The Prince of Wales Sustainability Cup is awarded to Jake Palmer. This award recognises the achievements of a young New Zealand forest professional who lives and breathes the principles of sustainable forest management. In addition to the sound science based land stewardship, the awardee must demonstrate a commitment to raising the profile, of the wise use and conservation of forests and their ecosystems. Treadwell commented “This award was instigated by Prince Charles in 2017. It’s especially poignant timing this year following the death of Queen Elizabeth II. The mantel will pass to a new Prince of Wales, Prince William, to continue to champion environmentally positive forestry practices.” . .
Over at The Common RoomTim Wilson explains how to disagree agreeably:
One of the many blessings of living in the provinces is that people standing for our councils do so as individuals, not on party tickets.
That doesn’t mean councillors aren’t politically aligned but it does mean their loyalty, and stance on issues, isn’t dictated by a party.
The dangers of that are clear to see in Rotorua where the mayor, and former Labour MP, Steve Chadwick, doesn’t appear to have done all she could while the government has fueled the housing crisis in the city.
Chris Milne writes of another example in a tale of two cities:
A great mystery of 2022 is how it came to be that the Upper Hutt and Lower Hutt Mayors formed polar opposite views on Three Waters.
The two cities share the same water collection and treatment system, the same water management (Wellington Water), occupy the same valley and share the same cost structures.
Three public opinion polls in the two cities have revealed strong resident opposition to the Labour Government’s centralisation of water management, including 50% iwi control through co-governance.
So how is it that, despite public opposition in both cities, Mayor Wayne Guppy of Upper Hutt is opposed but Mayor Campbell Barry is not?
The answer is pretty straight-forward. In 2019 Cr Campbell Barry campaigned for the Hutt City mayoralty under a Labour ticket. What the public were never told is that the Labour Party exacts a high price from candidates who use their trademark. . .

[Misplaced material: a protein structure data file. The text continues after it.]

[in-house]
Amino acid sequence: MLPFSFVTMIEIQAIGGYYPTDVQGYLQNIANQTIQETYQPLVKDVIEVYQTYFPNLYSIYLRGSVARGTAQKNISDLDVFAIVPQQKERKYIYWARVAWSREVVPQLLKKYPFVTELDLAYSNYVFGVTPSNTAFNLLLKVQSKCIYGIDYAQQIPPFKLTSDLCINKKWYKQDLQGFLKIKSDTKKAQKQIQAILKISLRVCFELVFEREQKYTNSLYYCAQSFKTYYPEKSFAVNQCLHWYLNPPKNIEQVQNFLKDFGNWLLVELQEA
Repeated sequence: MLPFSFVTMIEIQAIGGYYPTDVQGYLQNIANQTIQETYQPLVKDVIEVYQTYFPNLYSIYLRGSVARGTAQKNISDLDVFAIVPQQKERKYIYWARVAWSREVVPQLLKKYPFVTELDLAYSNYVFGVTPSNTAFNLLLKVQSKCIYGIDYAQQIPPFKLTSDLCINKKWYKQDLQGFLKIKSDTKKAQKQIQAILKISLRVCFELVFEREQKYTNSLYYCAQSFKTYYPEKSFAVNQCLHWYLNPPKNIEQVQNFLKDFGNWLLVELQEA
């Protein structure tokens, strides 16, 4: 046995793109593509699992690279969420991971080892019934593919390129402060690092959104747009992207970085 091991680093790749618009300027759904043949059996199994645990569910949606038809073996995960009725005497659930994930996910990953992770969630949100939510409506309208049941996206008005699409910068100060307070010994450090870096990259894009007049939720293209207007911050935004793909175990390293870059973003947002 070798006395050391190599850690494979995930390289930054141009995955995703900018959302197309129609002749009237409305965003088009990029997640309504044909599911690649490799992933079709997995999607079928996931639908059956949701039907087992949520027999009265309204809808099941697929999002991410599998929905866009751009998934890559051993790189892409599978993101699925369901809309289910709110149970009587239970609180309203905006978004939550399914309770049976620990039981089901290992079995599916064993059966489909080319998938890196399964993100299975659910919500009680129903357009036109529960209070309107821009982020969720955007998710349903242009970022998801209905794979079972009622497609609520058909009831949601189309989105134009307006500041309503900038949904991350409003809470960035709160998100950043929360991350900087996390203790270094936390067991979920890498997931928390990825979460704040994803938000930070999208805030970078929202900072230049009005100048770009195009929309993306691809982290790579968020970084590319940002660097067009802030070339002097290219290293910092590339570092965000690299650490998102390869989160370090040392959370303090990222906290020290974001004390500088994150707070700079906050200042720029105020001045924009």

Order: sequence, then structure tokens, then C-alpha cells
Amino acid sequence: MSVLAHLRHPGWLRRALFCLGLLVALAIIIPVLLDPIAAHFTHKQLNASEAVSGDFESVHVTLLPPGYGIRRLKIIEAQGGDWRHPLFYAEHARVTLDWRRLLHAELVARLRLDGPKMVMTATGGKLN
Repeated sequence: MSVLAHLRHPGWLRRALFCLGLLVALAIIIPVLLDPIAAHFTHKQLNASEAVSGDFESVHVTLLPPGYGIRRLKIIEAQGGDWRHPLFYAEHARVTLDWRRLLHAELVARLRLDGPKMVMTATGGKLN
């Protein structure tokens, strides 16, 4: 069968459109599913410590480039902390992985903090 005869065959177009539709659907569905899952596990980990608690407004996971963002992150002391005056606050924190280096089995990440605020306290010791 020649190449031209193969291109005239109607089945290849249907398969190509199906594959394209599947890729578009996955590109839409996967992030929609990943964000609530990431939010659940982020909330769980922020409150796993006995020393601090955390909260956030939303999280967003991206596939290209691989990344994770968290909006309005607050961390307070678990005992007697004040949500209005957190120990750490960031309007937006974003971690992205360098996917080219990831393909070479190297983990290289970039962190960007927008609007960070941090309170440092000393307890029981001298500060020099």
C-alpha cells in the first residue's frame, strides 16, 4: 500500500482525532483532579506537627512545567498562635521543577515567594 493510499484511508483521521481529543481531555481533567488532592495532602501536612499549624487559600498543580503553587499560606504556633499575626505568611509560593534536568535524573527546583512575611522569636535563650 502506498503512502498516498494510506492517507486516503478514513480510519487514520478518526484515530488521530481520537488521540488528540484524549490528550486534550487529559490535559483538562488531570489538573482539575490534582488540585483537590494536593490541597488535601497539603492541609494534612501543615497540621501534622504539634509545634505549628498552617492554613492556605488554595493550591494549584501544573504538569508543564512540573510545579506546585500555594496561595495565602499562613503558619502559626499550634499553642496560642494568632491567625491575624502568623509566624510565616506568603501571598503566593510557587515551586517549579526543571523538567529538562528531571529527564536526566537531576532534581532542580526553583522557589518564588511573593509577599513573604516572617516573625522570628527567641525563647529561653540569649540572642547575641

That price is a pledge to adhere to and implement Labour policy, irrespective of the wishes of the residents and ratepayers they are supposed to serve.
Labour’s constitution at the last council is quite clear on what is demanded of candidates:
R95: Any person accepting nomination as a Party candidate shall sign a pledge ….
R95(e): I will faithfully observe the Constitution and Policy of the Party and the policy of the party for the [Lower Hutt] district.
R95(f): If elected, I will vote … in accordance with the decisions [of the Labour ticket members].
And the following rule dictates that Labour candidates will support each other no matter what:
R95(c): I will wholeheartedly support the duly selected candidates of the Party in the [Lower Hutt] district.
And do note that the first Objective (R3) of the Labour Party is “to elect [candidates] for the purpose of giving effect to Party policy and principles”. Rule 152 says that “The Policy Platform is binding on … all Labour Party members elected to public office who describe their affiliation as “Labour” or “Labour Party” on the ballot. . .
How can people who make this pledge also represent their communities as described in Local Government New Zealand’s candidate’s guide (p8):
As an elected representative you are required to:
• represent the interests of the residents and ratepayers . . .
What happens when the interests of residents and ratepayers are not best served by Labour Party policy (p17)?
This begs the question: how can candidates keep the pledge they make to the Labour Party and the oath they are required to make when they are sworn in as councillors?
“I declare that I will faithfully and impartially, and according to the best of my skill and judgement, execute and perform, in the best interests of (region, district, community) the powers, authorities and duties vested in or imposed upon, me as (mayor, chairperson or member) of the (local authority, local board, community board) by virtue of the Local Government Act 2002, the Local Government Official Information and Meetings Act 1987 or any other Act.”
No-one can serve two masters which begs another two question: is it legal to require candidates to make, and abide by, the pledge to the party when that doesn’t always mean they will be abiding by their oath to represent the interests of residents and ratepayers and are those who make the pledge as candidates then speaking with forked tongues when they take the oath as councillors?